Home' Brewers Guardian Digital Magazine : November 2012 Contents Beyond excluding ThaiBev from a potential say in the direc-
tion of APB -- and let's not overlook a stake in Fraser and Neave
acquired by Kirin two years earlier -- the business case present-
ed to financial analysts was unusual in that it lacked estimates
of achievable cost synergies. In fact, there was no reference to
cost savings whatsoever.
Instead, the message was that this was a transaction about
top line growth, partnered with an ability to respond more
nimbly to market conditions. Decisions on capital expenditure
should be easier to come by: "Fraser and Neave was a con-
glomerate and they had to weigh investments in beer versus
investments in property and soft drinks and publishing," notes
Hooft Graafland. "And that discussion will be easier when you
are the boss in your own house."
And analysts were assured that APB's flagship lager, Tiger,
would find new opportunities in an expanded Heineken universe.
In part, though, the acquisition is about reordering priorities
when it comes to the brand portfolio, namely prominence given
Tiger was a brand owned by APB; Heineken was a brand
brewed and marketed under licence. As such, Hooft Graafland
has sympathy for the way brands were prioritised.
"Logically, if you don't know for long the licence will be, or
will the licence be renewed, etcetera, you take a slightly differ-
ent perspective and commitment and we saw the same with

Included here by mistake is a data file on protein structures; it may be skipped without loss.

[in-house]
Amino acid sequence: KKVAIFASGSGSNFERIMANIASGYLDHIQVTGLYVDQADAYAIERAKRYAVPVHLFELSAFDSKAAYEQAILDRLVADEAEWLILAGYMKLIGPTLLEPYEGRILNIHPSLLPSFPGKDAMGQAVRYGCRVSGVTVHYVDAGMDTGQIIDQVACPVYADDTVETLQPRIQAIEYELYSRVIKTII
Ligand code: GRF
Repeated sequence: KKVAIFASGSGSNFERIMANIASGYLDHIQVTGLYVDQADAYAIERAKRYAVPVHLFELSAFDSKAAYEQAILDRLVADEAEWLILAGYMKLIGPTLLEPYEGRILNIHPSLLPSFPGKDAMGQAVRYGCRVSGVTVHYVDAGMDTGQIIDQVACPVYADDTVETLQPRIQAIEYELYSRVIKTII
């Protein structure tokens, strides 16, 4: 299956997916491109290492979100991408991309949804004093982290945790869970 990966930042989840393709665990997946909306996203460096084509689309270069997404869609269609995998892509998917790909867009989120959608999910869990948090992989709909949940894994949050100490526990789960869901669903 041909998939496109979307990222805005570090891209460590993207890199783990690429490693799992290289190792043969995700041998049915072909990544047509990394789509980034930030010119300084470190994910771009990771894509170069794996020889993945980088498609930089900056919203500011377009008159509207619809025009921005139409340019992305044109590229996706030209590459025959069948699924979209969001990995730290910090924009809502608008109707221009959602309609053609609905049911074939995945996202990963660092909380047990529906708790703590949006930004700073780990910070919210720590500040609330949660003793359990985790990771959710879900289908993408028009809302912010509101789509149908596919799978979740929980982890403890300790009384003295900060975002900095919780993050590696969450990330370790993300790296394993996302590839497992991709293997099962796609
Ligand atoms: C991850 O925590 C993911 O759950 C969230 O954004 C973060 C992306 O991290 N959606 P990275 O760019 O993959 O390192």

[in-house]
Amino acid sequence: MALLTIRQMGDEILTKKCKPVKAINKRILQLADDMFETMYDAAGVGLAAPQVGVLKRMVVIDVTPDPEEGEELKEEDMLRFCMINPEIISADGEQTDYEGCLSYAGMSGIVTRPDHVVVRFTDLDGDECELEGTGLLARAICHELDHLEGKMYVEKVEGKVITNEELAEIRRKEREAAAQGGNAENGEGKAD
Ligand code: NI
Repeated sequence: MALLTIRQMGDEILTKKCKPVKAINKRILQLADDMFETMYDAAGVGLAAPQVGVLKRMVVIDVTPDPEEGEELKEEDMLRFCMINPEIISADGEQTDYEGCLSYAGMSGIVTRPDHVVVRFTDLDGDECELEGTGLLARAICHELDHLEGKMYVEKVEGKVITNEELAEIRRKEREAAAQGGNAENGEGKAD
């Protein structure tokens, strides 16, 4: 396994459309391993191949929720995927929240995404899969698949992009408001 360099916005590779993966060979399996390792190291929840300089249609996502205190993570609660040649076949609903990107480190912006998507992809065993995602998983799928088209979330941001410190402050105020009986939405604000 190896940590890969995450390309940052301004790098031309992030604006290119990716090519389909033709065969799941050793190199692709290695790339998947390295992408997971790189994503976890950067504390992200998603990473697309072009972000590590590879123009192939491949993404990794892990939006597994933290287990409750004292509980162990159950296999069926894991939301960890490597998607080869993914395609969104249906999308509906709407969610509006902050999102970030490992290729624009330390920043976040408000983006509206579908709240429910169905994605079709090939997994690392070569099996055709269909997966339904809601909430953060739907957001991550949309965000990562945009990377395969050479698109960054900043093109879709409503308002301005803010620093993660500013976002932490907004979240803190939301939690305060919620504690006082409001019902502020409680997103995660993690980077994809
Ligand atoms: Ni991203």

the Mexican brands in the USA. Yes, we were the importer of
the Mexican brands but these were not our brands. Now they
are our brands you see a complete different attitude from the
organisation, the salesman in the street, to work the Mexican
brands because it his brand.
"You will have that to a lesser extent in APB but for them
the Heineken brand was not their own brand. So you see that
you get more focus, more determination and one captain on
Chinese brewing puzzles
Full control of APB allows Heineken to access growth oppor-
tunities in world's largest beer market, China. The strategy is to
build premium brands, namely Heineken and Tiger, eschewing
the low margin mainstream.
Hooft Graafland minces no words when it comes to avoid-
ing the perils of brewing large volumes of low margin beers in
China, equating profitability as a near impossibility. To his think-
ing at issue is overcapacity, a situation acerbated by continued
government support for brewing investment.
"The ex-brewery price of premium is five times the main-
stream, and mainstream is extremely cheap. It's something
like 25 euros per hectolitre and you can hardy make money
on that. And we don't think that will change in the short
"There's a continuous overcapacity in China that is driven
by local governments who are enabling new brewers to start
or new brewers to come into that region. They give them tax
incentives but reap the excise. And they want to keep the beer
prices as low as possible so volumes are as big as possible so
their revenues on the excise are as big as possible. So you get
a very unhealthy industry in that sense but in the premium we